Beer for music, music for beer

  • 2006-07-05
  • By Joel Alas

BEER, BEER, AND MORE BEER: After 13 years, Ollesummer has become a huge event for Tallinnites who like their beer cold, their parties large and their music varied.

TALLINN - It began as a boutique beer trade show and has blossomed into one of the biggest festivals in the Baltics. But for the promoters of Ollesummer, or Beer Summer, big enough is not good enough. Each July Ollesummer takes over the Tallinn Song Festival Grounds, creating a virtual village of beer drinkers with a resident population of thousands.

Of course, the festival isn't all about the diverse range of beers on offer. Almost 100 bands will perform in what has become a huge musical event. Revelers travel from across the Baltics and Scandinavia for the show.

And for the first time in its 13-year history, in a bid to attract an audience that usually stays away, Ollesummer will feature a world music stage. In the past, the crowds have been small, either because the festival was too big or the music was too abstract.
"We're going to add a whole new program and a new stage," says Raimond Kaljulaid, spokesman for Ollesummer's promoter.
"We've tried to find interesting alternative ethno artists from all over the world and bring them to Estonia for five days. The program is going to start with smaller groups doing dance and musical shows. And the evenings will end with the headliners of the world music stage."

The concept seems to have worked. The hard-to-please indie music scene is abuzz with talk of 5'Nizza, a Ukrainian folk duo.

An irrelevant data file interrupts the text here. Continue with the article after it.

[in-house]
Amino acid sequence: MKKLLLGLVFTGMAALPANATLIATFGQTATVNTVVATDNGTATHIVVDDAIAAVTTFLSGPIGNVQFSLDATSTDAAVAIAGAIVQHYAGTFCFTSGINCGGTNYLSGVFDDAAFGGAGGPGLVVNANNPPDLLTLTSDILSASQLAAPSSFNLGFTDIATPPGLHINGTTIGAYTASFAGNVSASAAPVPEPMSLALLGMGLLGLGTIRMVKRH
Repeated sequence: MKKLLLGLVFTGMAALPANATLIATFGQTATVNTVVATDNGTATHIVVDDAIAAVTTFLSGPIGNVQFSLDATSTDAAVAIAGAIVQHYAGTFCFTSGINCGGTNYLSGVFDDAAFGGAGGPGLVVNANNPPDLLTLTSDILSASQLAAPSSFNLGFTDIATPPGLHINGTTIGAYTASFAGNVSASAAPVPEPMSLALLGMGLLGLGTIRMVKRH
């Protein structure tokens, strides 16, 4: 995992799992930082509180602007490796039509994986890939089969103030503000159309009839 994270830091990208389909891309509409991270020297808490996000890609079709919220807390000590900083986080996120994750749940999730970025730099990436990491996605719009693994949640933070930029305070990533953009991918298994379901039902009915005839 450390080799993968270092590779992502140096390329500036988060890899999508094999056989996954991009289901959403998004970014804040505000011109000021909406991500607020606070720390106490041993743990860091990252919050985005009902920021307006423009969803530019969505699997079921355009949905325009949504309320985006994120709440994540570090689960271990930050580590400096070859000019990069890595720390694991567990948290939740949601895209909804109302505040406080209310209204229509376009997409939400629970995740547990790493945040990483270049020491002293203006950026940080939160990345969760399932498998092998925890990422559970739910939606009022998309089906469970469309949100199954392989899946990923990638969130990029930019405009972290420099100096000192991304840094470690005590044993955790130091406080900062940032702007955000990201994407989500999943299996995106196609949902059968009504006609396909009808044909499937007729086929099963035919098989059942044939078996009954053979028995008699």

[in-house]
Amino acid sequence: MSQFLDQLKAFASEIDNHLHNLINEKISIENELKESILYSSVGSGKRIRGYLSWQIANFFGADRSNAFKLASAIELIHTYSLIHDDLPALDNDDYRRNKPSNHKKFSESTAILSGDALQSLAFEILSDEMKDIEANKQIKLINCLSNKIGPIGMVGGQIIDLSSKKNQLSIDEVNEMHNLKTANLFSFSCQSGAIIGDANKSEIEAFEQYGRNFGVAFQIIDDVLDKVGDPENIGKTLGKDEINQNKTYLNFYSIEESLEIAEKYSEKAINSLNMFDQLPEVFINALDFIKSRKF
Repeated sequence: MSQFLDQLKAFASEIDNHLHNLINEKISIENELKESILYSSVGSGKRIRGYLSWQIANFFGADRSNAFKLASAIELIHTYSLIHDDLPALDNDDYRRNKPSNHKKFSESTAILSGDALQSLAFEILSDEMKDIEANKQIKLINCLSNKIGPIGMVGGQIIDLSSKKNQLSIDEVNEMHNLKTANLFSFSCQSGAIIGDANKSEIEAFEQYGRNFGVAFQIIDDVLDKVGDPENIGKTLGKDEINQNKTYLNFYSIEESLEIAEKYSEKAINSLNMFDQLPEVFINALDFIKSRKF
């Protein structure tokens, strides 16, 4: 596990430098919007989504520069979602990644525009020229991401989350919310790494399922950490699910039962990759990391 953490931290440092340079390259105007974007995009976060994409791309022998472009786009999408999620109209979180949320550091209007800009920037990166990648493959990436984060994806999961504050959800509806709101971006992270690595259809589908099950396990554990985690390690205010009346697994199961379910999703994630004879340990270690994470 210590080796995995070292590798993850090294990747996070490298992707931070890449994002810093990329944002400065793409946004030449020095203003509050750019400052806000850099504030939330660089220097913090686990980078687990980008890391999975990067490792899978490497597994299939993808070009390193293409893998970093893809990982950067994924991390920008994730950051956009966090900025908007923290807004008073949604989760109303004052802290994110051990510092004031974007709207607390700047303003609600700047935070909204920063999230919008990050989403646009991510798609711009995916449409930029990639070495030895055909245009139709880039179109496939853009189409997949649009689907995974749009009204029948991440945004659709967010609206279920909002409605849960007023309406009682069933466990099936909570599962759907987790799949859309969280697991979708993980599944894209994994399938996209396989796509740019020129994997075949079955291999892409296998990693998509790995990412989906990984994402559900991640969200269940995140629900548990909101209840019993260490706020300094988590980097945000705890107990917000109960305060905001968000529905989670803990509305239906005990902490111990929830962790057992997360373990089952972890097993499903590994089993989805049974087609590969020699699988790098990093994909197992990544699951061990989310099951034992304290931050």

"I wouldn't normally go to Ollesummer because it's full of beer drinkers and bad music, but I am going this year because I want to see 5'Nizza," one world music aficionado said.
Kaljulaid agrees that the reputation of 5'Nizza, who sing in Russian, has helped draw a fresh crowd.
"They are one of the most anticipated acts," he says. "They are very popular in Russia, and have toured America. When we met them in Riga to sign the contract, they told us how people in America came to see them and didn't understand a word of Russian, but were able to connect with the music anyway."

He went on: "What they do speaks to different nationalities. You don't have to understand the lyrics, because the music will get you on board anyway."
Then there will be Mad Sheer Khan, who uses traditional Indian instruments to play psychedelic versions of songs by the likes of Jimi Hendrix. Khan has developed a strong reputation on the world music circuit, and has collaborated with Sting and Nico from the Velvet Underground. He will close the world music stage on July 9 with a performance on his dilruba, a 24-string Indian violin.
There will be some Estonian musicians as well, including Tanel Padar and The Sun, a nu-rock band that fuses heavy guitar, a driving backbeat and roaring vocals. It's this danceable rock mix that has captivated a large audience in Tallinn, where the band draws sizeable crowds to every concert.

For a taste of Tallinn's underground indie-rock scene, check out Under Marie, a highly talented electro-rock band with a collection of catchy songs that deserves to be heard more outside of Estonia, as all world music is essentially for the world.

135 kroons (8.63 euros) per day
Runs until July 9
More info: